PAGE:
Bladder cancer is the ninth most common cancer in the UK. In 2013, 10,327 cases of bladder cancer were diagnosed.
What is bladder cancer?
The bladder is located in the pelvis behind the pubic bone and its main function is to collect urine produced by the kidneys. It is a sac-like organ with muscular walls that can stretch to hold about 500ml of urine. When we empty our bladder, the muscle in its walls contract and the urine passes from the bladder into a short tube called the urethra that carries urine out of the body.
Bladder cancer commonly starts as an abnormal growth in the lining of the bladder. A cancerous tumour can sometimes spread into the muscle layer of the bladder wall.
Who is most at risk of bladder cancer?
There are many different reasons why bladder cancer develops, and this varies from person to person.
Lifestyle risk factors
Other risk factors
- Age – older people are at a higher risk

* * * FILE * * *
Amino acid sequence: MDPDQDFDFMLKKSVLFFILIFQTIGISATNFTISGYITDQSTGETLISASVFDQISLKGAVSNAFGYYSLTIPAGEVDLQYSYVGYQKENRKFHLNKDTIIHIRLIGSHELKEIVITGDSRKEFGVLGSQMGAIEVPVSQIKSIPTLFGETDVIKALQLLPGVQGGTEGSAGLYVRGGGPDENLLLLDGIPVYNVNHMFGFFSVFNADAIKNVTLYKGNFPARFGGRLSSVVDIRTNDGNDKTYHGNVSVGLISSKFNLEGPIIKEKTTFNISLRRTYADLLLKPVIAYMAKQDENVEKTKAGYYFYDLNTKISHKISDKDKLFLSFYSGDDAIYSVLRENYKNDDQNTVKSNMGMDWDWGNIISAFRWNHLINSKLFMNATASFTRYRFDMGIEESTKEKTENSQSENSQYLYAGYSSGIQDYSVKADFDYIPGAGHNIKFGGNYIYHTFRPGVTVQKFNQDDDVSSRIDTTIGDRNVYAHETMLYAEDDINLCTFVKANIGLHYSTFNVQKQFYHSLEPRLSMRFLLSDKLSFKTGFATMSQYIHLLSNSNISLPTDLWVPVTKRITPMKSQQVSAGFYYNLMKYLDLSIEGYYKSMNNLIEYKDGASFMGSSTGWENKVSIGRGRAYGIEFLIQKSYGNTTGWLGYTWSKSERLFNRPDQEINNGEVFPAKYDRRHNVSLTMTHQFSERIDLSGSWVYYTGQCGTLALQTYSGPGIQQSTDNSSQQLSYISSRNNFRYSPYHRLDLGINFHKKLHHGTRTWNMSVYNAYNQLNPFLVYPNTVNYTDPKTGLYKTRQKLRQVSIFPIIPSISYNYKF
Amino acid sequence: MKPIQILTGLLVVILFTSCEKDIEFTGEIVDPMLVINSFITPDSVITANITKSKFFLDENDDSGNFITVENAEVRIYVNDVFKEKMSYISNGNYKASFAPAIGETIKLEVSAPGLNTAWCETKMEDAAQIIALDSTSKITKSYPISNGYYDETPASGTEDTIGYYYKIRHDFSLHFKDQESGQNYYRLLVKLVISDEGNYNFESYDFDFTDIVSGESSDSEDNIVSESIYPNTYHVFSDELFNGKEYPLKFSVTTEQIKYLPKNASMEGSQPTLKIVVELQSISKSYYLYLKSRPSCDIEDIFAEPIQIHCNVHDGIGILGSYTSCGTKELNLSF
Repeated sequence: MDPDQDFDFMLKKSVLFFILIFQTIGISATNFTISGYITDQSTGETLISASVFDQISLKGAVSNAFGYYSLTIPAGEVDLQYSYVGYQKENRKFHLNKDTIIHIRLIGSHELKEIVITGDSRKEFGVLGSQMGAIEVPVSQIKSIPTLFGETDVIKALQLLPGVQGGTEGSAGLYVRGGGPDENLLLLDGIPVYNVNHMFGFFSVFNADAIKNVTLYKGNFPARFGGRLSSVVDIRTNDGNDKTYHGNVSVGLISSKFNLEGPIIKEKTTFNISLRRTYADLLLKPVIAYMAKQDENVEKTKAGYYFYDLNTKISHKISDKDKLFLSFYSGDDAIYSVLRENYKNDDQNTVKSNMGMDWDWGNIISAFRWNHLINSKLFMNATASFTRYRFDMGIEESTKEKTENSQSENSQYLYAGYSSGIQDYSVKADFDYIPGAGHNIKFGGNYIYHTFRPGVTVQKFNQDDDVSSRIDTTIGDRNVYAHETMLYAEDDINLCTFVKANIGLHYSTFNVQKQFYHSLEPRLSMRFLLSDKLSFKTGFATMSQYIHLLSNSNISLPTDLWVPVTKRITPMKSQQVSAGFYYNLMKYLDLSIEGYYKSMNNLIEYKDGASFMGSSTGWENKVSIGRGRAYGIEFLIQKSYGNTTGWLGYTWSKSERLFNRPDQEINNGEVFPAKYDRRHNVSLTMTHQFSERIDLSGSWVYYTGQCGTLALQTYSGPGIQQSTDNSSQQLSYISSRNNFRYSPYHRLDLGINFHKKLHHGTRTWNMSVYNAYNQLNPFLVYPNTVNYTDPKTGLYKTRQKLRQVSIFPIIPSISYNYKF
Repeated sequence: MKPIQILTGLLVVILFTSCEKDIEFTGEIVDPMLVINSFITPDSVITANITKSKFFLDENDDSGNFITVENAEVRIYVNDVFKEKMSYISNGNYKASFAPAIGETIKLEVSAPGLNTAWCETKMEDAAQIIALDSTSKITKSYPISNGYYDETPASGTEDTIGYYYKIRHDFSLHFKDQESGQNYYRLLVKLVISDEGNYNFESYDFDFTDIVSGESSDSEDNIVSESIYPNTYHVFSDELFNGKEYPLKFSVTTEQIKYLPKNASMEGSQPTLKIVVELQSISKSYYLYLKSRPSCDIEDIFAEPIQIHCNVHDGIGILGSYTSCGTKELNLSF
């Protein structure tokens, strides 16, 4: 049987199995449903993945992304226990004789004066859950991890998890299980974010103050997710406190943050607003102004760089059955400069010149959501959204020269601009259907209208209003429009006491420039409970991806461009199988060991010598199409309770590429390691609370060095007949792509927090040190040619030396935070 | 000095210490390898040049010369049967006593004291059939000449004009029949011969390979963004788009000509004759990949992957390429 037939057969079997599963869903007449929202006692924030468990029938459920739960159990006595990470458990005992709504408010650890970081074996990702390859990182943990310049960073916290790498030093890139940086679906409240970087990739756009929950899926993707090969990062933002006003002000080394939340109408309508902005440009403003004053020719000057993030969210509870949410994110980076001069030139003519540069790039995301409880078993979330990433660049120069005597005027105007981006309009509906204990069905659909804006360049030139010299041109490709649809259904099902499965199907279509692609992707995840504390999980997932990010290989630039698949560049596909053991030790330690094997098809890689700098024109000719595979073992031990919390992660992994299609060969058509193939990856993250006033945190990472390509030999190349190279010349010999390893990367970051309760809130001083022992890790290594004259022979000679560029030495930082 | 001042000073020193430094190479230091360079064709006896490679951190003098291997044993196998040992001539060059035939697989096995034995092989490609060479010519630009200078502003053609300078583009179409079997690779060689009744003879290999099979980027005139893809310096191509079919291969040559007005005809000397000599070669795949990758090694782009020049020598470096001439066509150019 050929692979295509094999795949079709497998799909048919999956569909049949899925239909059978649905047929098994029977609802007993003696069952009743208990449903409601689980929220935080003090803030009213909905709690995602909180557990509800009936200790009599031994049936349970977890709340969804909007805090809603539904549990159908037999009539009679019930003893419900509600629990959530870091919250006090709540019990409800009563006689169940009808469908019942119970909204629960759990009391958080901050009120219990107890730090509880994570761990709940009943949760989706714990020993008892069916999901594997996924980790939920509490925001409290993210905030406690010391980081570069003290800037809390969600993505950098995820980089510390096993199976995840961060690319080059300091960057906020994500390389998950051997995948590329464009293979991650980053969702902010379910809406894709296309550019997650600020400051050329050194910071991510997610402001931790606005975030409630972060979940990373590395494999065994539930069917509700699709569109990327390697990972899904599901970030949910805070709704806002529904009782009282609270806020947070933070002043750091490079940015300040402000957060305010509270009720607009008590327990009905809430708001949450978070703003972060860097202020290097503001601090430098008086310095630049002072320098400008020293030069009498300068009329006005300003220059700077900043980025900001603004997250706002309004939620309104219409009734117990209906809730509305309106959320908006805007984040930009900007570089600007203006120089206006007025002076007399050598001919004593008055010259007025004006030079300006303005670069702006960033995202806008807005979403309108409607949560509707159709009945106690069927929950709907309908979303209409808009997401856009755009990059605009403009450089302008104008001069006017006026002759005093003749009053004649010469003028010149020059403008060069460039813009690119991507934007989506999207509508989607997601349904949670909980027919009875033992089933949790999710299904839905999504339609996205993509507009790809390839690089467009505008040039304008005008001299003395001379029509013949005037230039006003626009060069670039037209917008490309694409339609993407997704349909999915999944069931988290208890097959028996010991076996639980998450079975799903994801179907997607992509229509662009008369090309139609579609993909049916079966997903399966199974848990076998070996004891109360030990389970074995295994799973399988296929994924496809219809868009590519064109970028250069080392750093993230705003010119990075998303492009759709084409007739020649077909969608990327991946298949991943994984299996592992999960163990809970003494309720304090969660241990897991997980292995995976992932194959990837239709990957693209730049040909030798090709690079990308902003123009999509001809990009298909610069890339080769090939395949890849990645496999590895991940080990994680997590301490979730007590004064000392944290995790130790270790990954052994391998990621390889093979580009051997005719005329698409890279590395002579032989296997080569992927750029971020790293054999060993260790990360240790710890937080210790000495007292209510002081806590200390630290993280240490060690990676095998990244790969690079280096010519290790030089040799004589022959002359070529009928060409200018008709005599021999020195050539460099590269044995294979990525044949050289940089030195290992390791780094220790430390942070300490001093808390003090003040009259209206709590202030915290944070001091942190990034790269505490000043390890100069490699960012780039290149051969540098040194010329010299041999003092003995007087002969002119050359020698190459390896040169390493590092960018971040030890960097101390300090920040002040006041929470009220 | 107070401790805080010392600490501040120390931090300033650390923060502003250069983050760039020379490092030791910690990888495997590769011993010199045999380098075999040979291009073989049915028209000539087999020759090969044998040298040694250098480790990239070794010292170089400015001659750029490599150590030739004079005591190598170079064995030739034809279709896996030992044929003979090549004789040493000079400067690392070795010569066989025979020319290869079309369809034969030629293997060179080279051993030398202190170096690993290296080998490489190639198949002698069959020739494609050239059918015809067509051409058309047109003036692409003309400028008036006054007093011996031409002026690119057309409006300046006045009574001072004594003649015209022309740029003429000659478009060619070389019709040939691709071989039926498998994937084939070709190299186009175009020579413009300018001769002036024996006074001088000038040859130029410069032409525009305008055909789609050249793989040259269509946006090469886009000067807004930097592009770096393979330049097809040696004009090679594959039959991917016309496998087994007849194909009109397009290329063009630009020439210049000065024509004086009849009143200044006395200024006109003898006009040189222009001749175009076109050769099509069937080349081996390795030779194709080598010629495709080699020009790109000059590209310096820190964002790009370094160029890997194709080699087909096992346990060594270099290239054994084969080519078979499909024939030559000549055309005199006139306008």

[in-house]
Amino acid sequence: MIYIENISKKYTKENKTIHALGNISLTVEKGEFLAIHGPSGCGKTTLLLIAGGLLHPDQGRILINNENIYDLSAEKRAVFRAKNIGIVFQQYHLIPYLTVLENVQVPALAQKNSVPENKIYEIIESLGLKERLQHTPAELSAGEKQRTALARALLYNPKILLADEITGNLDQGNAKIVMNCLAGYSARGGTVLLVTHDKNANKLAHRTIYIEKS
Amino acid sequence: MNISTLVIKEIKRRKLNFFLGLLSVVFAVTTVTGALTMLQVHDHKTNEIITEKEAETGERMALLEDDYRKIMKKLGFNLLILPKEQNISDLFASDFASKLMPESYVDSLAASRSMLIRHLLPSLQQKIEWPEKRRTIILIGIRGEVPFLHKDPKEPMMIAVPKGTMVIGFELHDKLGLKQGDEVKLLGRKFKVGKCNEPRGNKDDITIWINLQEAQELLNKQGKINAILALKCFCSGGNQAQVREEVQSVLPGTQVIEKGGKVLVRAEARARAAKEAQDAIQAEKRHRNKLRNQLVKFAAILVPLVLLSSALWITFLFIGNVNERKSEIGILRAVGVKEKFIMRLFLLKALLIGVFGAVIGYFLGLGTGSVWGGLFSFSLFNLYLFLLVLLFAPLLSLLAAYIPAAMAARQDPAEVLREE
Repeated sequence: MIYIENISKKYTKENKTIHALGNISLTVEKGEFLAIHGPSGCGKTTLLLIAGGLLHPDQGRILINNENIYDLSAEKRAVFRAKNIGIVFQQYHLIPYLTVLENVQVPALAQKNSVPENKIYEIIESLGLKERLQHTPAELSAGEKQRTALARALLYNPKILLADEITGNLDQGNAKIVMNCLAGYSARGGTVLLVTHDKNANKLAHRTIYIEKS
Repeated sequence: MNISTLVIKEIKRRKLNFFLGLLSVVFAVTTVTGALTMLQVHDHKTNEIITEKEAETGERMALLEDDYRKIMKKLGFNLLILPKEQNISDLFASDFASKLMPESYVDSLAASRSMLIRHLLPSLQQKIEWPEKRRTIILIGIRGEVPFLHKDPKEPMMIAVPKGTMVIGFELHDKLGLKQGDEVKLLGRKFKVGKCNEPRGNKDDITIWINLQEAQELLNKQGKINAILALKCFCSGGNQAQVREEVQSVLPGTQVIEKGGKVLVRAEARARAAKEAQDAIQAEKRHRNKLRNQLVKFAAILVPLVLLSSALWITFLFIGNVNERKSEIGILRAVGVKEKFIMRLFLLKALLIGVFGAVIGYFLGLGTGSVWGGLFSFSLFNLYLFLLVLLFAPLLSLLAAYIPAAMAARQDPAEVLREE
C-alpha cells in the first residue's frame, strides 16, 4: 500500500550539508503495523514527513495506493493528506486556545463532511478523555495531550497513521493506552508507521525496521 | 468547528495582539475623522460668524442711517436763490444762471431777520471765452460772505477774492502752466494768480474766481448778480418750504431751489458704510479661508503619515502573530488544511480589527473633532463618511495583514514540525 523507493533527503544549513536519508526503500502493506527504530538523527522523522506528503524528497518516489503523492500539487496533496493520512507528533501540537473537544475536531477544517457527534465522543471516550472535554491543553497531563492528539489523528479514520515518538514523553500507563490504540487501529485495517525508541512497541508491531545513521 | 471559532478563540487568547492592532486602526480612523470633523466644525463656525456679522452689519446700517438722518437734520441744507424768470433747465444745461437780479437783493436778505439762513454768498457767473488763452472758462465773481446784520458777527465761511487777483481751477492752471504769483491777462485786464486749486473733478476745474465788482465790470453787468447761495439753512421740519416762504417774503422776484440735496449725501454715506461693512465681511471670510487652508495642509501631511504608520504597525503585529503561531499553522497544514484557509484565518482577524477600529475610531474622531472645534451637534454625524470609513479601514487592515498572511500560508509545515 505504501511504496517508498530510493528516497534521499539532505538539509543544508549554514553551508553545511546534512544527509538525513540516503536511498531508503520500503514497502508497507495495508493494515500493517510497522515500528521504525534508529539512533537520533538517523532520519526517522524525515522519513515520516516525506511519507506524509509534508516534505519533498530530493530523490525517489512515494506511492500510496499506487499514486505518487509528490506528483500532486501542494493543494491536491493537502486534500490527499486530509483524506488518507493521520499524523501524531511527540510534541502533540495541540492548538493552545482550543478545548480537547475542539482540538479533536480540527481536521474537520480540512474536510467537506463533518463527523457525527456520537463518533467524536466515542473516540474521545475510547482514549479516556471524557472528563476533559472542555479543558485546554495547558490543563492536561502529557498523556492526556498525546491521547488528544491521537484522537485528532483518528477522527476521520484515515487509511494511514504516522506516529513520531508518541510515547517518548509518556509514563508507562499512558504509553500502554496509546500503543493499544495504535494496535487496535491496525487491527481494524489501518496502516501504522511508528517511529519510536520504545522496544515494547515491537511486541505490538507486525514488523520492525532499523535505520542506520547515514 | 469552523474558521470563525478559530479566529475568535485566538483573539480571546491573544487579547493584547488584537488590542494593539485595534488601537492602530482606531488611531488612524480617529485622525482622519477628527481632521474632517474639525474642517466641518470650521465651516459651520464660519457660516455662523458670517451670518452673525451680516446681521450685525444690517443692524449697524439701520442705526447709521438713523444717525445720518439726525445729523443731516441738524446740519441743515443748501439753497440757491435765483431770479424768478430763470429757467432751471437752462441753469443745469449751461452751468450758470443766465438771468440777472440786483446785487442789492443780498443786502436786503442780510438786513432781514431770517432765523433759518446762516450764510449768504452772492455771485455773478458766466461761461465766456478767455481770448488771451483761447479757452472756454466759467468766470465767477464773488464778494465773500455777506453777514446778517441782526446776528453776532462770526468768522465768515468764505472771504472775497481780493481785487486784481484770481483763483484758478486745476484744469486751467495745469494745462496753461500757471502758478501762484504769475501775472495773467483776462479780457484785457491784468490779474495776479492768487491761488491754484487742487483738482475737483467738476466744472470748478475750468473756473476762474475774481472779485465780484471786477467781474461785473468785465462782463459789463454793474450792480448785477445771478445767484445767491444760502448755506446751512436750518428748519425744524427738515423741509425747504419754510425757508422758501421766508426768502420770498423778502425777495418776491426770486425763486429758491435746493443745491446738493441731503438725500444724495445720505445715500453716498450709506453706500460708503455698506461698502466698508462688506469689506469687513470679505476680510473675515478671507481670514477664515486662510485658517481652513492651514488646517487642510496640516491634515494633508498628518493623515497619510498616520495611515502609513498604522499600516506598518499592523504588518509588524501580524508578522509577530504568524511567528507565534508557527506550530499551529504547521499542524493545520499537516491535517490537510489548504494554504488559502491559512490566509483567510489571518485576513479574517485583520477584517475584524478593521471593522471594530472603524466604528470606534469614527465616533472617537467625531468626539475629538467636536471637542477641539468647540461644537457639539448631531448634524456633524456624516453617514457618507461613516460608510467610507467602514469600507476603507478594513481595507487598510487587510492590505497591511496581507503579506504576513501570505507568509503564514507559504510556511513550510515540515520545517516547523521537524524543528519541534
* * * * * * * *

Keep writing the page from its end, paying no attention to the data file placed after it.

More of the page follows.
- Gender – men are over four times more likely to develop bladder cancer than women
- Occupational exposure – eg from precision metalworking. See section 4 of our report on bladder cancer for more information
How can you reduce your risk of bladder cancer?
The good news is that you can make diet and lifestyle choices that can lower your risk of bladder cancer. These steps are based on research from our Continuous Update Project (CUP).
- Don’t smoke
If you do smoke, stopping smoking will reduce your risk. The NHS stop smoking service can help you quit.
- Vegetables and fruit
There is some evidence that suggests eating a diet rich in vegetables and fruit may decrease the risk of bladder cancer, but more research needs to be carried out before we can make any specific recommendations for bladder cancer prevention.
Find out why eating well is important for a healthier future.
Drinking tea may decrease the risk of bladder cancer, but more research needs to be carried out before we can make any specific recommendations for bladder cancer prevention.
Visit NHS Choices to find out about the symptoms and treatments of bladder cancer.